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The gap between restaurant and grocery prices increased in April

April marked the 10th straight month of cooling inflation, though full-service menu prices were up by 7.2% over last year and limited-service meals were up 8.2% during the month.

The Consumer Price Index for April came in at 4.9% versus April 2022, marking the 10th straight month of cooling inflation after a 9% peak last summer.  April’s CPI was up 0.4% versus March, which is the smallest 12-month increase in two years.

While this relief is welcomed news for operators and consumers alike, the 4.9% remains well above pre-pandemic inflationary rates of 2%. Food-away-from-home prices were up 8.6% on an unadjusted 12-month basis after inching up by 0.4% in April. This marked the lowest month-over-month increase since December’s 0.4% uptick. In March, food-away-from-home prices were up 8.8% year-over-year and 0.6% month-over-month. April’s full-service menu prices were up by 7.2% over last year, while limited-service meals were up 8.2%. This is compared to 8% and 7.9% in March, respectively.

By comparison, food-at-home prices – mostly grocery – continued to fall in April and now sit at 7.1% on an unadjusted 12-month basis. The food-at-home category was down 0.2% in April and down 0.3% in March, widening the pricing gap between grocery and restaurants.

March marked the first time the food-at-home index fell for the first time since September 2020 and the first time in which restaurant pricing outpaced grocery pricing since late 2021. With this trend continuing in April, it could impact restaurants’ ability to gain a bigger share of wallet among inflation-weary consumers. In a note, analyst Mark Kalinowski said the grocery versus restaurant gap in April widened by 150 basis points, from 40 basis points in March. He added that the 20-year historical average between the two segments is 60 basis points.

“So April 2023 is the first month in well over a year in which the gap is in favor of grocery stores and, simultaneously, larger than the 20-year historical average gap,” he wrote. “Restaurants may need to do some ‘catch-up’ pricing, so we expect this number to remain quite high by historical standards for the next three-to-six months.”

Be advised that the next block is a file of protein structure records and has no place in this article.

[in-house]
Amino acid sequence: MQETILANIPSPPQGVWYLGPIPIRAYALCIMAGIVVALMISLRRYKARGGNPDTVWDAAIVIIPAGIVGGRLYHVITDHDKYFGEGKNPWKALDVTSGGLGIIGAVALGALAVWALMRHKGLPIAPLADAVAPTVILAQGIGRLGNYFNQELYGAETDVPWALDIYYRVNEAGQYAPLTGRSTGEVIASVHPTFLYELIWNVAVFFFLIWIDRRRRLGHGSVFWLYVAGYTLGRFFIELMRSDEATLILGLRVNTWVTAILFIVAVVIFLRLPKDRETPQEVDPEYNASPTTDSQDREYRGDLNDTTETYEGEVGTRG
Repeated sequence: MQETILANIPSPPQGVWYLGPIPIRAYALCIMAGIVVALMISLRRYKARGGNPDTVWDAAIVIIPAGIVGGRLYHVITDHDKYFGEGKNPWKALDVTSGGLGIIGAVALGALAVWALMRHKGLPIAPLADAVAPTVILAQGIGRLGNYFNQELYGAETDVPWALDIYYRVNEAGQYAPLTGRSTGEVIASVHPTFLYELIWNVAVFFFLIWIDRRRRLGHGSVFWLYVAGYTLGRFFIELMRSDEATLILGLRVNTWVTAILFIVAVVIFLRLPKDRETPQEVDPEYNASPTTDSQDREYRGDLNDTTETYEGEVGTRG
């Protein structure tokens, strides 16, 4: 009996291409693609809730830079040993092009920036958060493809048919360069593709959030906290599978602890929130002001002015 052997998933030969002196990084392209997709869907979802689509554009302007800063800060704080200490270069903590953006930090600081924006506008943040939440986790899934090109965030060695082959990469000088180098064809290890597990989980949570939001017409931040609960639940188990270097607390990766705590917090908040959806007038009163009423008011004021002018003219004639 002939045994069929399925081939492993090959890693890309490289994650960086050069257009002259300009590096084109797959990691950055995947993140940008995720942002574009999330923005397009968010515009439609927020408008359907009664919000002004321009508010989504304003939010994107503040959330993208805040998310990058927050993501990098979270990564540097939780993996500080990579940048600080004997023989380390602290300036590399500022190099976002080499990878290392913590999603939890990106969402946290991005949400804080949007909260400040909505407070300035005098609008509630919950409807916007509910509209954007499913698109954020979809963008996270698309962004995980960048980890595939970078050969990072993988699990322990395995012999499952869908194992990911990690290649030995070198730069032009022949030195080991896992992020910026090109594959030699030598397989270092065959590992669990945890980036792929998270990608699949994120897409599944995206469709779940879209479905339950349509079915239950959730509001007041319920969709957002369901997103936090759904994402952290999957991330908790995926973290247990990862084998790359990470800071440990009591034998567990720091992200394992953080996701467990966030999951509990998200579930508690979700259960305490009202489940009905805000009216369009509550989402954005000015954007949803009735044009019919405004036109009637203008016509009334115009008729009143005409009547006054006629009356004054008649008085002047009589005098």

Notably, however, much of the food-away-from-home increases have been impacted by the end of free school lunch programs. In March, for instance, the price index for food at employee sites and schools increased by over 130%. The National Restaurant Association said this component will continue to distort the overall CPI for restaurant prices until Q4 2023.

“As these programs expired, many students went from paying nothing to paying regular prices for school lunches. As a result, this price index rose sharply in recent months, which is putting upward pressure on the overall food-away-from-home index,” the association said in a statement last month.

That said, there has been some trade down activity happening at restaurants as menu prices remain elevated. During his company’s Q1 call, for instance, McDonald’s CEO Chris Kempczinski said there has been a “slight decrease in units per transaction," for example. Still, most companies across segments have performed well in Q1, exceeding expectations in many cases as traffic remains strong and as consumers have shown their willingness to spend on higher menu prices.

Perhaps because of this, some restaurant companies are now taking a wait-and-see approach to their menu pricing for the remainder of the year. For instance, Chipotle CEO Brian Niccol said his company is “staying the course on pricing, which is, if we see inflation that warrants us needing to take additional pricing, we’ll take it … So, we have not made any definitive plans on pricing for the balance of the year.” 

Contact Alicia Kelso at [email protected]

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